Thursday, March 10, 2011

Why Medicaid Is NOT “Real Insurance”

Wanted to pass along this great op-ed by Dr. Scott Gottlieb in this morning’s Wall Street Journal on the massive Medicaid expansion in the health care law.  Dr. Gottlieb, a former official within the Food and Drug Administration and the Centers for Medicare and Medicaid Services, goes through several recent clinical studies concluding that patients with Medicaid suffer far worse clinical outcomes than patients with private insurance – even after controlling for socioeconomic factors that can influence health outcomes.  These kinds of poor patient outcomes and access difficulties explain why beneficiaries themselves don’t consider a Medicaid card actual health insurance coverage: “When we had real insurance, we could call and come in [to the doctor] at the drop of a hat.”

Remember, the health law expands Medicaid to at least 20 million new individuals – and Medicare actuary Rick Foster recently testified that “an additional 5 million or more” could be added to the Medicaid rolls on top of this 20 million number, depending upon how CMS interprets the law.  And as noted in the article, the law also adds to state budget difficulties; the joint Finance/Energy and Commerce report released last week found that the law will add at least $118 billion to state Medicaid costs, at a time when states are suffering from severe fiscal difficulties.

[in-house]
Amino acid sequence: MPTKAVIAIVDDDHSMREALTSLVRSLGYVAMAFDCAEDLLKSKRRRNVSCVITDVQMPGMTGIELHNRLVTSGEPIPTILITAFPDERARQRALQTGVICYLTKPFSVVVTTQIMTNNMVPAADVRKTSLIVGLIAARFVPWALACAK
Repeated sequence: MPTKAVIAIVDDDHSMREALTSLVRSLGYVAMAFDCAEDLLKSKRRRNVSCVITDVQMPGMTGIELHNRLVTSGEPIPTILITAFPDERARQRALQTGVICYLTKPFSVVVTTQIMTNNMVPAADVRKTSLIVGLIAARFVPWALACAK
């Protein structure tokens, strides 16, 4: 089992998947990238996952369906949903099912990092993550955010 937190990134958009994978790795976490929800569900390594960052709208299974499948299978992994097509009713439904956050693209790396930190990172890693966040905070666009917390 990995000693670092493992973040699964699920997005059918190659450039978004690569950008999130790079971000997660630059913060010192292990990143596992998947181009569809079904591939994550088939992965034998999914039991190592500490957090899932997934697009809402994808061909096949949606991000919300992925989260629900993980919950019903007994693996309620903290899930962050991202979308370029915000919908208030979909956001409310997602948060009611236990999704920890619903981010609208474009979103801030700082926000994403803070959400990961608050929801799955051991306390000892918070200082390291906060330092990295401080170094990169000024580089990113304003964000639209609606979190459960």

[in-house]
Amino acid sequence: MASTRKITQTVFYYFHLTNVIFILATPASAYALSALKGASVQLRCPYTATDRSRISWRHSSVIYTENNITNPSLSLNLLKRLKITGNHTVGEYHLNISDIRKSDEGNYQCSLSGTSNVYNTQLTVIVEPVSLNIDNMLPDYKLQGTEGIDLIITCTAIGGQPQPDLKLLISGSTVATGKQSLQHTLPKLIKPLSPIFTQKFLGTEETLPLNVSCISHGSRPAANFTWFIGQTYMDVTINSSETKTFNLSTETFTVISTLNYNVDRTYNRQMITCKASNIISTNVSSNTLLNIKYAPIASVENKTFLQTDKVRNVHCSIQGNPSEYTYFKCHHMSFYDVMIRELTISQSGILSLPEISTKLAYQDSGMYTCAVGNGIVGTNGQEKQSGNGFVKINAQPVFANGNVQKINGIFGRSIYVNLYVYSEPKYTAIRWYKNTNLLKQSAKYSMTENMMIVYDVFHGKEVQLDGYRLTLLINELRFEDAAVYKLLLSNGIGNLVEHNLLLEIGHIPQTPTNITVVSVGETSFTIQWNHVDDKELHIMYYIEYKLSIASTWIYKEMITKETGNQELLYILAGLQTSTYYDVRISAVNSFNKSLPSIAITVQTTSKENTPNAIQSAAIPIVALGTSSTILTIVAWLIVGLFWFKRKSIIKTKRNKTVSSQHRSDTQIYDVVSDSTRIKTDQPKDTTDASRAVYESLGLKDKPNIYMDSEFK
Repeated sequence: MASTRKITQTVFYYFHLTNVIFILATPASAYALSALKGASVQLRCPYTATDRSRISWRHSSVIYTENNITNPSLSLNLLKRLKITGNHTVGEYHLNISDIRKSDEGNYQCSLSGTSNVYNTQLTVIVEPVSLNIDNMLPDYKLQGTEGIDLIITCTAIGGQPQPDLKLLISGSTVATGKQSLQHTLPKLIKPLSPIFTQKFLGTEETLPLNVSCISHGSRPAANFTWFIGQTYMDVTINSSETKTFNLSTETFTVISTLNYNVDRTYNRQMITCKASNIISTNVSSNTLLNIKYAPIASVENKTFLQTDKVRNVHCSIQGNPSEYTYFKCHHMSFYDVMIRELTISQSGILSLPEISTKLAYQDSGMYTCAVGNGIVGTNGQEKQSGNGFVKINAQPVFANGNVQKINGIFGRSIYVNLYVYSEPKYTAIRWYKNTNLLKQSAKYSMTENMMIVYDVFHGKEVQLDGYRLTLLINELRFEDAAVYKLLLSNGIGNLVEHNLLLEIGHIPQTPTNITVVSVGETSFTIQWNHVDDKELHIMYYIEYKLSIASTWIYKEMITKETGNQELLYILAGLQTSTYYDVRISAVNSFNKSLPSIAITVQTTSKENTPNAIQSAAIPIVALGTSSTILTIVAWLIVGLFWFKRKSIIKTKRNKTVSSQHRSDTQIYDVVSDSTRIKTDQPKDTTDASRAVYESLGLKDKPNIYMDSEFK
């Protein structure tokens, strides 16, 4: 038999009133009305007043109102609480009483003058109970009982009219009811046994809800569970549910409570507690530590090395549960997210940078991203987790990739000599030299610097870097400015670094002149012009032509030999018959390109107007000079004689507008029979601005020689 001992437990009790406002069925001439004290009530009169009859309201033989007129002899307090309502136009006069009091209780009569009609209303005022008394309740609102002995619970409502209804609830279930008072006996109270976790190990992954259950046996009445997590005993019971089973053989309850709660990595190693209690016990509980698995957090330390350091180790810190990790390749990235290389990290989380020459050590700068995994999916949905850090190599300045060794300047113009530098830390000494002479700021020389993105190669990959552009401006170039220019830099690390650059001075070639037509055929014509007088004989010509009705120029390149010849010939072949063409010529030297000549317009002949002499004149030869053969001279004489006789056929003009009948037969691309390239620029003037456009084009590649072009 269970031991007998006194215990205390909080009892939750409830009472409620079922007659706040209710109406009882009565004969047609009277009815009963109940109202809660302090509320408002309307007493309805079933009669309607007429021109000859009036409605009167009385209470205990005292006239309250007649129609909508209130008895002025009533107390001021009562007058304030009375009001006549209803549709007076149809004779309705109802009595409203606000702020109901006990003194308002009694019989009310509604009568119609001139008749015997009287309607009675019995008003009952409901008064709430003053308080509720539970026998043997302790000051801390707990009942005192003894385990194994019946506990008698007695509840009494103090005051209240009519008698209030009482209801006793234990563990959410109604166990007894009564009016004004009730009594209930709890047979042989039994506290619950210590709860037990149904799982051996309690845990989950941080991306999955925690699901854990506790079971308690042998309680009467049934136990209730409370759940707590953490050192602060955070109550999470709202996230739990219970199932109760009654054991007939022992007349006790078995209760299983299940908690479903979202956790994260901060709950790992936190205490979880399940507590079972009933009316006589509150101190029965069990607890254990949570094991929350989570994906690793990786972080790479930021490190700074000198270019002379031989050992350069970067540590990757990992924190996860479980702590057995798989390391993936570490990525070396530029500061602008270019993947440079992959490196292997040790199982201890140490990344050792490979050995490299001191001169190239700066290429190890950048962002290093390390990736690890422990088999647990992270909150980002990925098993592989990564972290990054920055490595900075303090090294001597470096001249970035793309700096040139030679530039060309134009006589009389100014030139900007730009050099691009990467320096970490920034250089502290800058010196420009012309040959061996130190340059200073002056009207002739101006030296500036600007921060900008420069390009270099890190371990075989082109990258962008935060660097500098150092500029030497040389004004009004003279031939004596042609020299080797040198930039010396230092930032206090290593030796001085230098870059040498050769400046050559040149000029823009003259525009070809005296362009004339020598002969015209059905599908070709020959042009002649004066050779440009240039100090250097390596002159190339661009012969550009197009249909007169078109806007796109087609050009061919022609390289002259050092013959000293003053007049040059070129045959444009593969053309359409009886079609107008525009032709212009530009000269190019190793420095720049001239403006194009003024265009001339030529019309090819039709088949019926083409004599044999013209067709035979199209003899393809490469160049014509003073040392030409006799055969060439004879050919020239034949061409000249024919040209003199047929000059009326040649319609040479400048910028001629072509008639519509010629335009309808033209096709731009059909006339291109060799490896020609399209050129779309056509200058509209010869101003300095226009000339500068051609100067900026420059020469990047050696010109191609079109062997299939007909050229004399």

The answer to this problem, as Dr. Gottlieb concludes in his op-ed, is more flexibility for states to operate their Medicaid programs as they see fit, and tailor their benefits provided to distinct populations.  Governors have made multiple requests  for such flexibility – and on February 3 Secretary Sebelius wrote to them saying she was “continu[ing] to review what authority, if any, I have to waive the maintenance of effort” requirements under the health care law.  However, nearly five weeks later, the Secretary has yet to respond substantively to this issue, notwithstanding the serious budget crises affecting many states.